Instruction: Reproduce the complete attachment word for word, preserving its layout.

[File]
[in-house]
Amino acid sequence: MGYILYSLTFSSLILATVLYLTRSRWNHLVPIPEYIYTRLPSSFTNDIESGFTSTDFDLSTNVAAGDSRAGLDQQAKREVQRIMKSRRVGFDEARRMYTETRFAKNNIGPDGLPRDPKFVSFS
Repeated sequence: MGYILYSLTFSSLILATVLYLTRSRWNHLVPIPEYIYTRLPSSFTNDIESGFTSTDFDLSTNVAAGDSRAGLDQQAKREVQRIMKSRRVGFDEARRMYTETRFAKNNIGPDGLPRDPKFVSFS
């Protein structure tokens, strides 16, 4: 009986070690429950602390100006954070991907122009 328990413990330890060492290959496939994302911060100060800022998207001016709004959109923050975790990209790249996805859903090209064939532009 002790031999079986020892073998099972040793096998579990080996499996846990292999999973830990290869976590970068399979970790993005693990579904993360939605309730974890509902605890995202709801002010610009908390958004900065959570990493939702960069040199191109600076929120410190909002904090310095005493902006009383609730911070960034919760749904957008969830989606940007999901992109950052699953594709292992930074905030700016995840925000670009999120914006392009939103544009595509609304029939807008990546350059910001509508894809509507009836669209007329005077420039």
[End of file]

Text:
[in-house]
Amino acid sequence: MGYILYSLTFSSLILATVLYLTRSRWNHLVPIPEYIYTRLPSSFTNDIESGFTSTDFDLSTNVAAGDSRAGLDQQAKREVQRIMKSRRVGFDEARRMYTETRFAKNNIGPDGLPRDPKFVSFS
Repeated sequence: MGYILYSLTFSSLILATVLYLTRSRWNHLVPIPEYIYTRLPSSFTNDIESGFTSTDFDLSTNVAAGDSRAGLDQQAKREVQRIMKSRRVGFDEARRMYTETRFAKNNIGPDGLPRDPKFVSFS
């Protein structure tokens, strides 16, 4: 009986070690429950602390100006954070991907122009 328990413990330890060492290959496939994302911060100060800022998207001016709004959109923050975790990209790249996805859903090209064939532009 002790031999079986020892073998099972040793096998579990080996499996846990292999999973830990290869976590970068399979970790993005693990579904993360939605309730974890509902605890995202709801002010610009908390958004900065959570990493939702960069040199191109600076929120410190909002904090310095005493902006009383609730911070960034919760749904957008969830989606940007999901992109950052699953594709292992930074905030700016995840925000670009999120914006392009939103544009595509609304029939807008990546350059910001509508894809509507009836669209007329005077420039």